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One minute. That’s all it took for Courtney Copeland’s life, filled with promise and optimism, to be cut short and ignite a years-long quest by his mother to find the truth.
Copeland had been on social media happily joking with his friends at 1:15 a.m. on March 4, 2016 in his hometown of Chicago. One minute later, he called 911 reporting that he had been shot.
“It was like less than a minute that his life changed so drastically,” Copeland’s mother, Shapearl Wells, told Oxygen.com.
What happened during that one minute—and how her successful 22-year-old son ended up shot in the back outside a Chicago police station—continues to haunt the grieving mother and inspired her to launch her own investigation into her son’s death with the help of the Invisible Institute, a Chicago-based journalism nonprofit.
The investigation is documented in the new seven-part podcast “Somebody,” which takes an in-depth look into the intricacies of Copeland’s case, examines what Wells has called “an abysmally low murder clearance rate” in the city of Chicago and investigates possible racial bias by the police.
The podcast is a co-production of the Invisible Institute, Topic Studios, and The Intercept, in association with Tenderfoot TV.
Copeland had been on his way to visit his friend—who he planned to stay the night with—in the early morning hours of March 4, 2016 when police said a bullet struck the driver’s side window of his BMW and hit him in the back, according to The Chicago Tribune.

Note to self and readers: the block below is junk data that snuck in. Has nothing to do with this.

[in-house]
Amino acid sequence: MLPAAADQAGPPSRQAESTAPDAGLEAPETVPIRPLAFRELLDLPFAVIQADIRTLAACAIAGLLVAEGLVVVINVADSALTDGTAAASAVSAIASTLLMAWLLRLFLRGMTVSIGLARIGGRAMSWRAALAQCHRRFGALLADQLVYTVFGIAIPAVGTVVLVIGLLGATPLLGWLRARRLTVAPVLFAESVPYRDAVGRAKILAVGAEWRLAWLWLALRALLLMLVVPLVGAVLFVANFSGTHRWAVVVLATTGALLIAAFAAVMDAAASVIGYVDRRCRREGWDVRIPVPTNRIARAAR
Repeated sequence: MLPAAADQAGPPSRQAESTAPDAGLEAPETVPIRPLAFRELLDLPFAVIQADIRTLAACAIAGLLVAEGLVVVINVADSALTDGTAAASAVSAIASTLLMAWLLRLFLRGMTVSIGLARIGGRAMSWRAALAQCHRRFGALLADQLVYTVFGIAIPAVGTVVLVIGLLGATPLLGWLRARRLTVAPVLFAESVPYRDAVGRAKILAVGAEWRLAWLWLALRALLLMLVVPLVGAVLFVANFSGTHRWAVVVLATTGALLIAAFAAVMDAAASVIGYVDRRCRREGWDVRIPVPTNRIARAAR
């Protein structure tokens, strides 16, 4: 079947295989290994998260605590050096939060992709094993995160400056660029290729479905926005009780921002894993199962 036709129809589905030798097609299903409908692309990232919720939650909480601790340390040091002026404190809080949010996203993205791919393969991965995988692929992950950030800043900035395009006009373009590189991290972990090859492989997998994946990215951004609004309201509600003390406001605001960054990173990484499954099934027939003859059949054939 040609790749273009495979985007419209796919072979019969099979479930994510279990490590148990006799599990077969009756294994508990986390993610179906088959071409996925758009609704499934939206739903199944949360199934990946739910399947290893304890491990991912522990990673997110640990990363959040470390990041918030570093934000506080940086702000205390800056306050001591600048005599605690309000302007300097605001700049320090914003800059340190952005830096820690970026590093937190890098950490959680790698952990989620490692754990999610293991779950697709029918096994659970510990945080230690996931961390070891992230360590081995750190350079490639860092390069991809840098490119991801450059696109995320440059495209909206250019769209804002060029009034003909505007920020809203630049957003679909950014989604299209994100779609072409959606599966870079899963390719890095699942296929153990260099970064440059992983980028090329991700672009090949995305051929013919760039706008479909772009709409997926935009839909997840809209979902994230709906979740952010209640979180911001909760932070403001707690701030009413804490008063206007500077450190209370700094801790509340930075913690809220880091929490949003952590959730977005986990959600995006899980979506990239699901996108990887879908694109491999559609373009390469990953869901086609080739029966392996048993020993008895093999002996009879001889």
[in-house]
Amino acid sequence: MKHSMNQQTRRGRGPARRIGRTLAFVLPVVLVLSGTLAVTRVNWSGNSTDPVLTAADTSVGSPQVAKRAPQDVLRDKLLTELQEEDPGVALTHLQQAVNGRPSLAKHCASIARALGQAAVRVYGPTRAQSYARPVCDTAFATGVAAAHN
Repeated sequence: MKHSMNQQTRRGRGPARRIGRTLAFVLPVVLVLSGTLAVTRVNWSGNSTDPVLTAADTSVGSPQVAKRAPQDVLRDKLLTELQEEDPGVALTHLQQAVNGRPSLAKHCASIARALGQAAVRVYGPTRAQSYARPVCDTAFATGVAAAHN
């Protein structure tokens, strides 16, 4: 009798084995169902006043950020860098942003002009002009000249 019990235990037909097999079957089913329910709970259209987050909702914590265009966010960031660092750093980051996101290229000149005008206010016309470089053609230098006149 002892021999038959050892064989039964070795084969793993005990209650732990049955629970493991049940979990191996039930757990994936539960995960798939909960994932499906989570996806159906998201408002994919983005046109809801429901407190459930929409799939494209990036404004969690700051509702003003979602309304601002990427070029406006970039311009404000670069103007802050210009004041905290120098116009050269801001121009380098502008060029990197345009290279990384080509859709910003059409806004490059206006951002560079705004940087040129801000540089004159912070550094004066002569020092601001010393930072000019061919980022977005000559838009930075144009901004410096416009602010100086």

Police said Copeland got out of his car and was able to flag down a nearby police officer outside the 25th District police station before he collapsed.
But Wells told Oxygen.com she's always been “suspicious” about the explanations given about her son’s final moments.
“From the moment they told me that my son was shot, I became suspicious,” she said.
To her, it was “unfathomable” that her son—who had always gone out of his way to avoid violence and confrontation—was involved in a violent altercation.
“I just could not understand how this happened to my son,” she said.
A Best Friend To Many
The night Copeland died, he had been hanging out with friends at a local pizzeria, according to the Chicago Tribune.
The 22-year-old was already finding success in business, even earning a BMW convertible from his company where he worked as a travel agent in the months before his death.
“He was actually someone who was working so hard, I mean like literally day and night, I would tell him ‘You know, you need to relax’ and he’s like ‘No, I need to achieve these goals,'" Wells told Oxygen.com.
His goal, she said, was to earn enough money so that his whole family could retire.
“He was the type of person who had big dreams and he was going to fulfill it,” she said.